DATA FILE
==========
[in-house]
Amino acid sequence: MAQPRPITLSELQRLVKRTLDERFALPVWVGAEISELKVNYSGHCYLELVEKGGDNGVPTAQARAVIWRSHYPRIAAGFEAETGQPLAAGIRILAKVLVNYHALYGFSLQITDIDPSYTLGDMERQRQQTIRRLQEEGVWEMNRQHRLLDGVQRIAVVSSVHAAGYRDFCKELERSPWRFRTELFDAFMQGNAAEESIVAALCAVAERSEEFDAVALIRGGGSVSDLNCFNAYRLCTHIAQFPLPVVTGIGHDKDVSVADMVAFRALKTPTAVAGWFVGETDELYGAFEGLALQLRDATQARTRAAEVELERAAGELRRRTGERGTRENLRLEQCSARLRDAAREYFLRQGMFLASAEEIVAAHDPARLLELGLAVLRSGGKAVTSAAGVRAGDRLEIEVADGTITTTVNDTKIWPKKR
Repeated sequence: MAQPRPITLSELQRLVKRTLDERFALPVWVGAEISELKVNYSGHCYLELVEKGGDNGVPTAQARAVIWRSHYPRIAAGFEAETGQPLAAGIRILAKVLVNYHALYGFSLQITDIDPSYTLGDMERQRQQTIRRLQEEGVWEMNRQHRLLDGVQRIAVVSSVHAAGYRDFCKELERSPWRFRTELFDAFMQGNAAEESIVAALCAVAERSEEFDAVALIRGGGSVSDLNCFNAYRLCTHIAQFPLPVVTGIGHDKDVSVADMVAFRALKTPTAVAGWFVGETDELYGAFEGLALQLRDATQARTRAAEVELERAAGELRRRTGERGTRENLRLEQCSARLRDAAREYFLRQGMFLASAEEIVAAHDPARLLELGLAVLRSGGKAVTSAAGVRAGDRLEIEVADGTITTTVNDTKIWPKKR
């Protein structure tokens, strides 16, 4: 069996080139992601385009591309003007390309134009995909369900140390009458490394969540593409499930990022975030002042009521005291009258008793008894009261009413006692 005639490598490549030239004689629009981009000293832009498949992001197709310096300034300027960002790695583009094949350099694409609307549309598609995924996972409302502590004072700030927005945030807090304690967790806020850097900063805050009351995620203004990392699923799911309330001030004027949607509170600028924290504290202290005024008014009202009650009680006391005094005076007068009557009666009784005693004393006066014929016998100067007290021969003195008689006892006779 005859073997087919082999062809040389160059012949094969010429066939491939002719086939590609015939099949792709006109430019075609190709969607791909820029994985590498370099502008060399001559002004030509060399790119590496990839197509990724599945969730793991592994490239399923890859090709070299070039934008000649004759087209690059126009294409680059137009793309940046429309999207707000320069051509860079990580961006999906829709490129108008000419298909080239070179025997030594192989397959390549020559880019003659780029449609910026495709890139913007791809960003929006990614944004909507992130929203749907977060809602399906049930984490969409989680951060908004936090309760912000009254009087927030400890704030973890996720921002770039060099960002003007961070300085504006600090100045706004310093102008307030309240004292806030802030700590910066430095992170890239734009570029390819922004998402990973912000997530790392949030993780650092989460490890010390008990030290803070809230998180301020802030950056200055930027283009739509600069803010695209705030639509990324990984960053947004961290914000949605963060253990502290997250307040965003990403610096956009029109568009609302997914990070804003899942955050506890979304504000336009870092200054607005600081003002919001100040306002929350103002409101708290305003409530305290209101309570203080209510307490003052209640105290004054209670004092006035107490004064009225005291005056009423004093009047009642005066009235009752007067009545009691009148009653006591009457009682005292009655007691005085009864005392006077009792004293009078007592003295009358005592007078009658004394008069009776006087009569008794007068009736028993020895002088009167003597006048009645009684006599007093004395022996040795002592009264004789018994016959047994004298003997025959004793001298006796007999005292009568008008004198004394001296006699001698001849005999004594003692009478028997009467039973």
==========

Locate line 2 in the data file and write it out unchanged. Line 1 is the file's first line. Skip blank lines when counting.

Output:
Amino acid sequence: MAQPRPITLSELQRLVKRTLDERFALPVWVGAEISELKVNYSGHCYLELVEKGGDNGVPTAQARAVIWRSHYPRIAAGFEAETGQPLAAGIRILAKVLVNYHALYGFSLQITDIDPSYTLGDMERQRQQTIRRLQEEGVWEMNRQHRLLDGVQRIAVVSSVHAAGYRDFCKELERSPWRFRTELFDAFMQGNAAEESIVAALCAVAERSEEFDAVALIRGGGSVSDLNCFNAYRLCTHIAQFPLPVVTGIGHDKDVSVADMVAFRALKTPTAVAGWFVGETDELYGAFEGLALQLRDATQARTRAAEVELERAAGELRRRTGERGTRENLRLEQCSARLRDAAREYFLRQGMFLASAEEIVAAHDPARLLELGLAVLRSGGKAVTSAAGVRAGDRLEIEVADGTITTTVNDTKIWPKKR